Author : Duncan Shields, Staff Writer

He was wearing the recording helmet when he died.

John DeMangus, out like a light, rest in peace. It was an embolism that took him out. He was by himself in the studio, and had the helmet recording.

He had noticed a background hiss in the first few tapes that the lab had made so far. It was like ambient noise on a badly made mix tape from before CDs. John didn’t know if it was the act of recording itself, the servos pulling the tape across the heads, that was causing the hiss or if it was possibly his own mind. Like maybe the background chatter was his subconscious whisperings. The prospect scared and fascinated him.

He had cleaned the heads on the giant machine and blasted air into the innards of it to remove all the dust. The interface to the machine took up a quarter of the lab’s wall space in the back corner. The machine itself was the size of an entire room. All the sensors and computational equipment were funneled down into two rainbow cables the thickness of a pair of arms. They snaked into the back of Dr. DeMangus’ chair. Wires from the chair led up to the helmet.

He pressed record.

He’d read about some meditational techniques that he was going to use to try to clear his head of anything that could cause any chatter on the tape. He needed a clean baseline to work from. It was not to be.

Fate struck the blow. John DeMangus died suddenly as the blood vessel in his brain took that moment to give up. It ripped open. John stiffened in his chair and then went slack. He wasn’t found until morning. The machine kept on recording for six minutes after his death.

The machine was built to record thoughts. We’d just started to tap the potential of the human mind.

The tape of John’s death was appropriated by the military, wrapped in red tape and yellow danger stickers, and stuck without ceremony in a sub-basement outside of Tuscon. It was a grave of sorts.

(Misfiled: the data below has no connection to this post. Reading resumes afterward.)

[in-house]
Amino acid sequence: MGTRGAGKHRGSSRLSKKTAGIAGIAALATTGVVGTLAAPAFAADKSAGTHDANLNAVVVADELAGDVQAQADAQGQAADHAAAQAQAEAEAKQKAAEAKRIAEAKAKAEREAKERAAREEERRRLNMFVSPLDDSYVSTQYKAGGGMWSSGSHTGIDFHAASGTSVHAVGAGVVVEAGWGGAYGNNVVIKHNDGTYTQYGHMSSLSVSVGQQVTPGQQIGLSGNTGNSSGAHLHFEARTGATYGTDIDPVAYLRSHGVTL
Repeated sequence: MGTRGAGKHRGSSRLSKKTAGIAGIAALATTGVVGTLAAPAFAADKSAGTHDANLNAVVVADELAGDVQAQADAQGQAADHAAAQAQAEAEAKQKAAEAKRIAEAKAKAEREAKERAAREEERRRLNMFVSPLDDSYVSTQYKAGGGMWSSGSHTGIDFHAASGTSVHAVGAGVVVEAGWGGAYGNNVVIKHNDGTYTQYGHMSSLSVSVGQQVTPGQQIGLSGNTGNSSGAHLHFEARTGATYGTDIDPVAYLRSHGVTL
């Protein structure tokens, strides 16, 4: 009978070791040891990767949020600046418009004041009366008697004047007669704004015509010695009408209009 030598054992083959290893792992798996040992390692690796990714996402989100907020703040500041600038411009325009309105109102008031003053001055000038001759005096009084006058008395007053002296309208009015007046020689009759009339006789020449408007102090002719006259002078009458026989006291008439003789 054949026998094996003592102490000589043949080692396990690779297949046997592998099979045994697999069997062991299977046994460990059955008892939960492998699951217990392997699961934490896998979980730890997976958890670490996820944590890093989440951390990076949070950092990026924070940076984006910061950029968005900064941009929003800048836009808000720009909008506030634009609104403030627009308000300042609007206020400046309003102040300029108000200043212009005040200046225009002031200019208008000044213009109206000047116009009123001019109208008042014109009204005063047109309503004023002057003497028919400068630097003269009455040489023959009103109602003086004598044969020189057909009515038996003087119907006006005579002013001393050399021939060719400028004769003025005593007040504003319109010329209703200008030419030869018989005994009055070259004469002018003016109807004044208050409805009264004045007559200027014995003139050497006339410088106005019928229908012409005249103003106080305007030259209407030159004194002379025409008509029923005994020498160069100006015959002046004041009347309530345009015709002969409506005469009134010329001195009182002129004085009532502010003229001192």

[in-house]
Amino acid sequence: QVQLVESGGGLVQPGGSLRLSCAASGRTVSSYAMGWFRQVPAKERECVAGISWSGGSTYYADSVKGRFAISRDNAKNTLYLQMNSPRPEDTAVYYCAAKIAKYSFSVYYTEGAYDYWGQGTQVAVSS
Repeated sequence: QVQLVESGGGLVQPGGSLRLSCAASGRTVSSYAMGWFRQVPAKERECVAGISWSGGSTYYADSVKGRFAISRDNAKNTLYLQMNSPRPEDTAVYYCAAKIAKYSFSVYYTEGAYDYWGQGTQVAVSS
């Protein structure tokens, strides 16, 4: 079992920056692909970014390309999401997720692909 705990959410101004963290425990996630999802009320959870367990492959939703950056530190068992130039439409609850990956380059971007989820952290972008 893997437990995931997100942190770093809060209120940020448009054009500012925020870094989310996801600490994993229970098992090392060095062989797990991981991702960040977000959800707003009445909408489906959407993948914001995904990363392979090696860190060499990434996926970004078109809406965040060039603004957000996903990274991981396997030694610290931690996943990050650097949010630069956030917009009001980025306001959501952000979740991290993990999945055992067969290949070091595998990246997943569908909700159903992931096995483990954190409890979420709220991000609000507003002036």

A shallow one, as it turns out. Colonel Magda Jefferies sniffed it out five years later and picked it up. She was looking for a way to interrogate prisoners.

Playback machines were smaller by that point. Laws were in place. What she was doing was so far beyond illegal that there wasn’t even a name for her crime yet.

She played the tape back on a few prisoners, bound and crying in their tiled cells. She placed the standard helmet on their heads and pressed play. The relived the experience of having an embolism. They died.

Colonel Magda took the physical feeds out of the tape and played it back on a few more prisoners. It was the beginning.

The prisoners experienced Dr. John DeMangus’ death without the physical symptoms. They experienced his soul slipping loose.

The souls of these prisoners were ripped from their bodies and flung to whatever other side there was.

The human-shaped construct of meat and bone that was left was open to suggestion, non-verbal, and remorseless.

She created an army from POWs after that.

Magda’s zombies, they were called. Or merely Doctors, as a throwback to DeMangus. Her crime was called soul-stripping. The official name for it became Murder in the Fifth Degree.

Many of the troops in today’s army are stripped. It makes them more pliable and obedient while they still retain the motor control and reflexes of a normal human.


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